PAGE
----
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    A-levels are typically taken in 3-4 subjects that tend to align with your future career (or at least the degree that you take). They can provide some information about your strengths that your degree doesn't necessarily cover. Eg. I have a degree in Computer Science, but I got an A in A-Level Maths sort of reinforces your maths skills. – Fiona - myaccessible.website Mar 10 '14 at 14:04
  • Do you have an IB which is increasingly used as an alternate to A levels – Neuromancer Mar 10 '14 at 20:41
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    A-levels are the first academic grades where the students are there voluntarily, as opposed to being certificates for education mandated by the state (GCSEs). This is likely significant. – Kaz Dragon Mar 11 '14 at 13:41
  • Surely you must have shown something to the UK university to get them to take you. – Peter Green Mar 1 '16 at 23:05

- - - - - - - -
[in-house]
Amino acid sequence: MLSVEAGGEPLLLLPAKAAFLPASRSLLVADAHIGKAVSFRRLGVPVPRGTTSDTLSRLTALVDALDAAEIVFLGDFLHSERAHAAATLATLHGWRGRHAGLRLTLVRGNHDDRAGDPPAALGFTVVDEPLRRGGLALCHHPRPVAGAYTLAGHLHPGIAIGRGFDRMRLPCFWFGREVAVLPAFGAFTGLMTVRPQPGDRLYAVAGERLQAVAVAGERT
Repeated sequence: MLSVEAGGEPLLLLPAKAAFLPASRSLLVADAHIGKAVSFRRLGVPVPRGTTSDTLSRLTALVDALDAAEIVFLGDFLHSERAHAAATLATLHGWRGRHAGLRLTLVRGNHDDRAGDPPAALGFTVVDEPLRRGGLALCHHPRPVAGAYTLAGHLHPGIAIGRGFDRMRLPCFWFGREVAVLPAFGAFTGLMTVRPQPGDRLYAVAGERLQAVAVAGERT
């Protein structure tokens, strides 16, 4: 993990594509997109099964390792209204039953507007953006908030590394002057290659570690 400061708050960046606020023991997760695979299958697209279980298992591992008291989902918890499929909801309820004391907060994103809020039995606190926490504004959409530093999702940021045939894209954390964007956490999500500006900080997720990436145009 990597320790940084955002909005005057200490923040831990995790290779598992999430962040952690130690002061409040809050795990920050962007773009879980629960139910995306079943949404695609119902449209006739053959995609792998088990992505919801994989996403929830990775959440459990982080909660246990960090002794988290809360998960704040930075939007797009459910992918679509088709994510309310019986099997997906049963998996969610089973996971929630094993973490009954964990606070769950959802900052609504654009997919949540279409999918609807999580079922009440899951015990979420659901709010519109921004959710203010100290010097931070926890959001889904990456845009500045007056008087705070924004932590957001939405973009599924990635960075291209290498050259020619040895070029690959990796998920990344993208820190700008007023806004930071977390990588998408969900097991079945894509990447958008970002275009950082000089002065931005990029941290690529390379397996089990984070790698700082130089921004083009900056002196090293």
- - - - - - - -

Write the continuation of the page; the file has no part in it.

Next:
• I suggest including in your CV the last form of education you finished, as well as on-going education. For you, currently, the last completed education is your high school. Doing so has the advantage, in your case, of explaining the lack of A levels. – Patricia Shanahan Mar 1 '16 at 23:40
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A-levels, or any other standard tests expected for a student in the job region, are just one more piece of information that helps recruiters and companies get an idea of the skill levels of entry level employees, since they don't have a work history to demonstrate.